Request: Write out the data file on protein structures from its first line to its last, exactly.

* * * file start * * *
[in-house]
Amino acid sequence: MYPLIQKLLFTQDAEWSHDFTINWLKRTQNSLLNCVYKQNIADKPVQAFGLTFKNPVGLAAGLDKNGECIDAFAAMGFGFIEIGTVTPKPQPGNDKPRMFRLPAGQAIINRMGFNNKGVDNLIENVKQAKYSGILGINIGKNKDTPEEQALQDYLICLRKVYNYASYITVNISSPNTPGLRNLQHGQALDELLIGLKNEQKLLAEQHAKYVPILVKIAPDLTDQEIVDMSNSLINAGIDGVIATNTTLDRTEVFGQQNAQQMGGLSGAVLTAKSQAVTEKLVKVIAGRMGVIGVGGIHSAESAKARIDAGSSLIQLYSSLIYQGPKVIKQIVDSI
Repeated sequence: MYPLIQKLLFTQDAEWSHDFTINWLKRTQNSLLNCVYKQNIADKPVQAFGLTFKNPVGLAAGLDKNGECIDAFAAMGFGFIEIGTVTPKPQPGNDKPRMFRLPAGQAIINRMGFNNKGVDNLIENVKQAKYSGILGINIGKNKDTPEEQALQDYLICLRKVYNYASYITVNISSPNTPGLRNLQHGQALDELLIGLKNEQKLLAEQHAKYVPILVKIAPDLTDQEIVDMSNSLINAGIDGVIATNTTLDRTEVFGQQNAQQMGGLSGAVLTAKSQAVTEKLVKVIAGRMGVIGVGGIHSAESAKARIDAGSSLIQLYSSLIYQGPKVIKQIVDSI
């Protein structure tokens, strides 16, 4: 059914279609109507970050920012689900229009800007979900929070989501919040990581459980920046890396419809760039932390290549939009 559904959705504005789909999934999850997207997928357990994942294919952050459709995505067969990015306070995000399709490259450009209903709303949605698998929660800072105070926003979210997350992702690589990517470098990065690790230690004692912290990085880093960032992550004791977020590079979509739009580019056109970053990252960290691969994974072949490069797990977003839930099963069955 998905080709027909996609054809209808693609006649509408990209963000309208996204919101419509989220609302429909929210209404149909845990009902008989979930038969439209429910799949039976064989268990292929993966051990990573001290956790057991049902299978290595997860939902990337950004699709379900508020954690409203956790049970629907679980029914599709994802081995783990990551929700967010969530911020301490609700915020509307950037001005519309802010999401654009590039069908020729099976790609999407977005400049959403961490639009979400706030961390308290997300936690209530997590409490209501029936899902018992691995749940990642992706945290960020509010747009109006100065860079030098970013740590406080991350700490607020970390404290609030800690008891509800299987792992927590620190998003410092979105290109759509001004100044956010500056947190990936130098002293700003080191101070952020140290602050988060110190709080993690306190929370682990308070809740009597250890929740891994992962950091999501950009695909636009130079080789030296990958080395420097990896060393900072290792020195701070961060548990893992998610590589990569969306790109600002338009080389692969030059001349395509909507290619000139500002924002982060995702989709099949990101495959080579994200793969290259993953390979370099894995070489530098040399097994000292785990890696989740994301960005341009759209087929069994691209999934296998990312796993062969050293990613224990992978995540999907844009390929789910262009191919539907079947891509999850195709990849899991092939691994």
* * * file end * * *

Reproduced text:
[in-house]
Amino acid sequence: MYPLIQKLLFTQDAEWSHDFTINWLKRTQNSLLNCVYKQNIADKPVQAFGLTFKNPVGLAAGLDKNGECIDAFAAMGFGFIEIGTVTPKPQPGNDKPRMFRLPAGQAIINRMGFNNKGVDNLIENVKQAKYSGILGINIGKNKDTPEEQALQDYLICLRKVYNYASYITVNISSPNTPGLRNLQHGQALDELLIGLKNEQKLLAEQHAKYVPILVKIAPDLTDQEIVDMSNSLINAGIDGVIATNTTLDRTEVFGQQNAQQMGGLSGAVLTAKSQAVTEKLVKVIAGRMGVIGVGGIHSAESAKARIDAGSSLIQLYSSLIYQGPKVIKQIVDSI
Repeated sequence: MYPLIQKLLFTQDAEWSHDFTINWLKRTQNSLLNCVYKQNIADKPVQAFGLTFKNPVGLAAGLDKNGECIDAFAAMGFGFIEIGTVTPKPQPGNDKPRMFRLPAGQAIINRMGFNNKGVDNLIENVKQAKYSGILGINIGKNKDTPEEQALQDYLICLRKVYNYASYITVNISSPNTPGLRNLQHGQALDELLIGLKNEQKLLAEQHAKYVPILVKIAPDLTDQEIVDMSNSLINAGIDGVIATNTTLDRTEVFGQQNAQQMGGLSGAVLTAKSQAVTEKLVKVIAGRMGVIGVGGIHSAESAKARIDAGSSLIQLYSSLIYQGPKVIKQIVDSI
């Protein structure tokens, strides 16, 4: 059914279609109507970050920012689900229009800007979900929070989501919040990581459980920046890396419809760039932390290549939009 559904959705504005789909999934999850997207997928357990994942294919952050459709995505067969990015306070995000399709490259450009209903709303949605698998929660800072105070926003979210997350992702690589990517470098990065690790230690004692912290990085880093960032992550004791977020590079979509739009580019056109970053990252960290691969994974072949490069797990977003839930099963069955 998905080709027909996609054809209808693609006649509408990209963000309208996204919101419509989220609302429909929210209404149909845990009902008989979930038969439209429910799949039976064989268990292929993966051990990573001290956790057991049902299978290595997860939902990337950004699709379900508020954690409203956790049970629907679980029914599709994802081995783990990551929700967010969530911020301490609700915020509307950037001005519309802010999401654009590039069908020729099976790609999407977005400049959403961490639009979400706030961390308290997300936690209530997590409490209501029936899902018992691995749940990642992706945290960020509010747009109006100065860079030098970013740590406080991350700490607020970390404290609030800690008891509800299987792992927590620190998003410092979105290109759509001004100044956010500056947190990936130098002293700003080191101070952020140290602050988060110190709080993690306190929370682990308070809740009597250890929740891994992962950091999501950009695909636009130079080789030296990958080395420097990896060393900072290792020195701070961060548990893992998610590589990569969306790109600002338009080389692969030059001349395509909507290619000139500002924002982060995702989709099949990101495959080579994200793969290259993953390979370099894995070489530098040399097994000292785990890696989740994301960005341009759209087929069994691209999934296998990312796993062969050293990613224990992978995540999907844009390929789910262009191919539907079947891509999850195709990849899991092939691994």